Thank you, First Minister. I share all of your concerns and also the concerns raised by my colleague Jane Hutt in relation to victims of domestic violence and the impact of universal credit upon them. But so many vulnerable groups are set to suffer as a result of this roll-out, and Citizens Advice have published new research showing that some single, working disabled people will be more than £300 a month worse off because of flaws in the design of UC. In addition, those without a carer and unable to work could be £180 a month worse off when they make a new claim.
With the recently departed work and pensions Secretary having acknowledged the damage that universal credit is causing, but also having made big promises on protecting the most vulnerable, will the Welsh Government make representations to her successor to ensure that these are not just more empty words from Tory Ministers in Westminster?
Well, we've repeatedly written to the UK Government, and will continue to do so, urging them to reconsider this damaging policy and to commit to targeting more support to help lift people out of poverty. We all see, of course, the flaws of universal credit, and the Member will be aware of the representations we have made.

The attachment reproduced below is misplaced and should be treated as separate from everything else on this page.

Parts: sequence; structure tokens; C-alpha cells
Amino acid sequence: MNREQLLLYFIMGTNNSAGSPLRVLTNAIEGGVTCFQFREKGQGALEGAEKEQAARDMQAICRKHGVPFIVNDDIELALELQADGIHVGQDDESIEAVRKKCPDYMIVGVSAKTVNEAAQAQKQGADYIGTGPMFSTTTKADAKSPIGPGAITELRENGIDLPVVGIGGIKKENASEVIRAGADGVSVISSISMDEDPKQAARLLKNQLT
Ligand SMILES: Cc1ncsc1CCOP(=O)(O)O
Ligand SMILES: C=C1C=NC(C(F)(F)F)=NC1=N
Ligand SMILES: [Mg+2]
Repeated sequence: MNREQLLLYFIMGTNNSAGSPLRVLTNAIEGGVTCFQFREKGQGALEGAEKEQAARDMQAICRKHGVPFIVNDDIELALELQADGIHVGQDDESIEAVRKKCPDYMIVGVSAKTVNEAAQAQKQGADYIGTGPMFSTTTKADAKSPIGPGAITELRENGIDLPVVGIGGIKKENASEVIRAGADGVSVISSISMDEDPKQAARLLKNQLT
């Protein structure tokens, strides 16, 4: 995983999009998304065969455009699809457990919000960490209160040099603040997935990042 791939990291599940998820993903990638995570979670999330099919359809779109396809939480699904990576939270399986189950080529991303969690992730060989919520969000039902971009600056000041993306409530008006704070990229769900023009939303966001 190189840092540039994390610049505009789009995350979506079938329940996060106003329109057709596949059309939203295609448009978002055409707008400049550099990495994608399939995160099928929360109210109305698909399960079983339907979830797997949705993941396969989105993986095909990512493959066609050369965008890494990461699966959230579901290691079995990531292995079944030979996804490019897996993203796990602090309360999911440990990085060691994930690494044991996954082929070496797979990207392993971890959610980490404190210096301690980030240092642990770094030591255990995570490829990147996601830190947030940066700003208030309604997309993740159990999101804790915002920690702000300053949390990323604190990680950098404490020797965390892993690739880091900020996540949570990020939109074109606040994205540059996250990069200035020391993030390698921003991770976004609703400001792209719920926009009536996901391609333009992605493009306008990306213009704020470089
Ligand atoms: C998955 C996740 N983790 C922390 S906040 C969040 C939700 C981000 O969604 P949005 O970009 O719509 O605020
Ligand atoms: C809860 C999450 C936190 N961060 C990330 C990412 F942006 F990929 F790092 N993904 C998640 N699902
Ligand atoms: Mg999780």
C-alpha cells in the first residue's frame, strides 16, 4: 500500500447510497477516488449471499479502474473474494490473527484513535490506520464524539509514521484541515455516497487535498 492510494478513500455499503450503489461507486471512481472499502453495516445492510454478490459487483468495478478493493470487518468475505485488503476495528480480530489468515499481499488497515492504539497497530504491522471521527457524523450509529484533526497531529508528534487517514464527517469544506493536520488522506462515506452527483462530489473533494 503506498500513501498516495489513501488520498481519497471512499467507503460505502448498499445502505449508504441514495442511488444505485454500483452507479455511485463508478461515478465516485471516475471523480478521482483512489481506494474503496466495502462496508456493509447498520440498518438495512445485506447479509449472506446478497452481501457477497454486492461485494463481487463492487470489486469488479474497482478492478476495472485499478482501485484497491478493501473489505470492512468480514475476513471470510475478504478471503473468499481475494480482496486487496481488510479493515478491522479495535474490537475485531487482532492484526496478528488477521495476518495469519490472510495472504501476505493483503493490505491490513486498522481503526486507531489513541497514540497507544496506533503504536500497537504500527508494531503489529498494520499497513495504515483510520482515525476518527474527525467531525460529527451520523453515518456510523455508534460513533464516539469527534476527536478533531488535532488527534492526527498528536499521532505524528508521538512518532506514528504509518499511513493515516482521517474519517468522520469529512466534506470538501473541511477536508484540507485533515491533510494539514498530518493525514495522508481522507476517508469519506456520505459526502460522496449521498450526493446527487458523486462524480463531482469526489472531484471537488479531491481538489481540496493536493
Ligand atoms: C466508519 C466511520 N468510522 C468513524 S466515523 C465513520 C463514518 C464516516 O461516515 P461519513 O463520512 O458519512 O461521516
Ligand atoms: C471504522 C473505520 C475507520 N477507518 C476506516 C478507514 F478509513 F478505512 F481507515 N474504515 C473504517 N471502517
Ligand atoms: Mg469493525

Finally, David Melding.
First Minister, I agree with many Members here that more should've been done to learn from the roll-out process and to do that as quickly as possible. I welcome Amber Rudd's decision that that will now be speeded up, especially by listening to expert advice and experience of those who have now moved to the new system. But the new system is one that has been widely welcomed in making it simpler and ending the cliff edge between benefits and working, and that is the vision that I think we should all share—to have a benefits system that really does enable people to reach their full potential.
I think the problem lies not necessarily in the idea, but in the implementation. And we know that there are design flaws in universal credit—that was highlighted in a recent Citizen's Advice report on the impact of universal credit on single, disabled people. So, for example, the work allowance can only be accessed through the work capability allowance. This means that someone must be assessed as not fit for work to receive targeted in-work support. Well, that's one example of where the system breaks down. It's hugely important that people don't suffer because a system is not working as it should.
Thank you, First Minister.
The next item, therefore, is the business statement and announcement. I call on the leader of the house, Julie James.